Students march through the streets of Wellington during the climate strike. (Photo by Hagen Hopkins/Getty Images)
Students march through the streets of Wellington during the climate strike. (Photo by Hagen Hopkins/Getty Images)

OPINIONPoliticsMarch 7, 2020

Why leading youth climate groups aren’t making 2020 political endorsements

Students march through the streets of Wellington during the climate strike. (Photo by Hagen Hopkins/Getty Images)
Students march through the streets of Wellington during the climate strike. (Photo by Hagen Hopkins/Getty Images)

Generation Zero and the School Strike 4 Climate movement have helped put climate change permanently on New Zealand’s political agenda. But here, two leading figures explain why they won’t be telling young people how to vote in the election.

Aotearoa’s environmental movement has a proud and long history of remaining nonpartisan. It is something that is increasingly rare internationally.

Amongst the hyper-partisanship of the US, their largest youth climate group, the ‘Sunrise Movement’, announced not only their endorsement of senator Bernie Sanders for president, but is now campaigning for him directly. Given the toxic state of partisan politics in the US, we cannot blame young Americans for wanting the reassurance of a different political leader.

But the situation in Aotearoa is different, and New Zealand’s youth groups will not follow suit. New Zealand is different to the US. We’re proud of the difference in our political culture. Last December parliament near-unanimously passed the Zero Carbon Bill, something completely unfathomable in the United States.

This was in no small part due to the fact that since 2017, the youth wings of three major parties – Young Labour, the Young Nats & the Young Greens – all independently lobbied for an ambitious, effective Zero Carbon Act; acknowledging that climate change is an issue that affects the future of all young people. While the end result was not as ambitious and effective as is needed, the context where such a consensus on any climate is even possible speaks volumes about the uniqueness of New Zealand’s political discourse.

Our leaders aren’t climate deniers, Parliamentary Select Committees force MPs to listen to the stories and perspectives of those most impacted by climate breakdown, and politicians largely debate how, not whether, to respond to the climate crisis. Things must get better, but they could also be a whole lot worse.

Members of Generation Zero outside parliament (Photo: Supplied)

Aotearoa’s climate movement, and the organisations that comprise it, have remained almost unanimously non-partisan, and we at Generation Zero and SS4C are clear we will take the same stance, not only because it works, but more importantly because climate change can never be a partisan issue.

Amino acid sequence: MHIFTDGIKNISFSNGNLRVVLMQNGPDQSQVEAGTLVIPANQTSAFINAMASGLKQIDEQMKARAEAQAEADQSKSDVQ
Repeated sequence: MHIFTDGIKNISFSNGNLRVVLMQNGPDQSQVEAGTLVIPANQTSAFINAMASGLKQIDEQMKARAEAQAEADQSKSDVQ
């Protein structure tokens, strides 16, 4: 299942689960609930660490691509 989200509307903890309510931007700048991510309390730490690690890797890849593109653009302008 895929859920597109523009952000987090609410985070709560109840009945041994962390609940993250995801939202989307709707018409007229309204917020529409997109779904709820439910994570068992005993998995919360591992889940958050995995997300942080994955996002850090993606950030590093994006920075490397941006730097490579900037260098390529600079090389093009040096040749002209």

We don’t endorse any one political party or candidate, because every politician has a duty to make decisions that will enhance the wellbeing, safety and security of future generations, and a responsibility not to sacrifice a hopeful future for short-term political gain.

Debate about climate change is about how we respond to climate change, not whether or not we respond to it. Most of our major media outlets now refuse to publish climate denial, and have been participating in global climate reporting pushes. A healthy climate debate entails political parties debating effective solutions to the climate crisis, and the climate movement constantly holding all them all accountable.

Our independence means  we are able to hold them accountable, from a position of credibility. We speak for ourselves, as concerned youth desperate for a liveable future, not on behalf of any political establishment, or corporation.

When particular parties fail, we don’t give up hope. We might release scorecards that expose a particular candidate’s fundamentally flawed climate plan (or lack of one). We might protest outside a party leaders office when they fail. We can encourage people to pledge their vote for the climate this election, partly to demonstrate to parties with lacklustre climate policies that they need to either improve or be swept away into history.

But we will never pretend any single political group will solve the climate crisis – because  creating and implementing solutions to the climate crisis requires all of us, and thus we know that sole reliance on a single organisation or political party will never bring the solutions we need so desperately. 

One party cannot solve all our problems, and one party cannot be held as the pinnacle of climate action. We’ve seen how coalitions, relationships and tension have compromised the morals certain parties have stood on for years, and it is because of this that we cannot rely on a single group to work with us on this issue. 

It will always be our role to criticise, dispute, congratulate and hold accountable those in parliament, and we would be unable to do this if we broke our nonpartisan kaupapa. By doing this, we keep the most pressing issue of our time at the forefront of our movement. 

Keep going!